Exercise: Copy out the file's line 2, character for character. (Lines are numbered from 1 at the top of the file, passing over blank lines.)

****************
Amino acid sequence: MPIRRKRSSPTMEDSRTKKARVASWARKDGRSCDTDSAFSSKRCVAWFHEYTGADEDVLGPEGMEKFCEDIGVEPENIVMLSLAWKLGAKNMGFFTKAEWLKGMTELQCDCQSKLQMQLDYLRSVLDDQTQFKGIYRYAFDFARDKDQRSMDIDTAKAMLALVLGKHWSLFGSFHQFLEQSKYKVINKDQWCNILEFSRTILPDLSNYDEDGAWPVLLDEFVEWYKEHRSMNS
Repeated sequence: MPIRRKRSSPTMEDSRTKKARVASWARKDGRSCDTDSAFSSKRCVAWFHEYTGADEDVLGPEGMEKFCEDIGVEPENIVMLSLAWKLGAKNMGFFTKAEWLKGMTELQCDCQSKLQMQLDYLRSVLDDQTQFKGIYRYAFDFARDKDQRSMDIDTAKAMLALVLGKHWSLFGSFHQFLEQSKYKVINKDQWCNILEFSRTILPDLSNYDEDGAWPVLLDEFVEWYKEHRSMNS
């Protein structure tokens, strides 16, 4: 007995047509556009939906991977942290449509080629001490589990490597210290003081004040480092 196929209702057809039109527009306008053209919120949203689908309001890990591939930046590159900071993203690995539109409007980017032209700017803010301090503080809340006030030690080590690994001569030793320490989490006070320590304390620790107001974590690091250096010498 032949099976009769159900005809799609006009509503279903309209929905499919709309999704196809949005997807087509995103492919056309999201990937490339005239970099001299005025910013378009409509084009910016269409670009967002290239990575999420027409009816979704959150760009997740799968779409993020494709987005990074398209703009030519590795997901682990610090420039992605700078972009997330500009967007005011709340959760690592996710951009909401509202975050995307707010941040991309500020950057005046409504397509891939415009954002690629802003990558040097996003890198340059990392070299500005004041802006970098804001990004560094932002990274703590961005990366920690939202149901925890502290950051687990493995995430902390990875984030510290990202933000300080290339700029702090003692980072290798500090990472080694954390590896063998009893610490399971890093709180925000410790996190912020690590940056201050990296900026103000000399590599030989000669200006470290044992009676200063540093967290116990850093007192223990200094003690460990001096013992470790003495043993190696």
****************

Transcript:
Repeated sequence: MPIRRKRSSPTMEDSRTKKARVASWARKDGRSCDTDSAFSSKRCVAWFHEYTGADEDVLGPEGMEKFCEDIGVEPENIVMLSLAWKLGAKNMGFFTKAEWLKGMTELQCDCQSKLQMQLDYLRSVLDDQTQFKGIYRYAFDFARDKDQRSMDIDTAKAMLALVLGKHWSLFGSFHQFLEQSKYKVINKDQWCNILEFSRTILPDLSNYDEDGAWPVLLDEFVEWYKEHRSMNS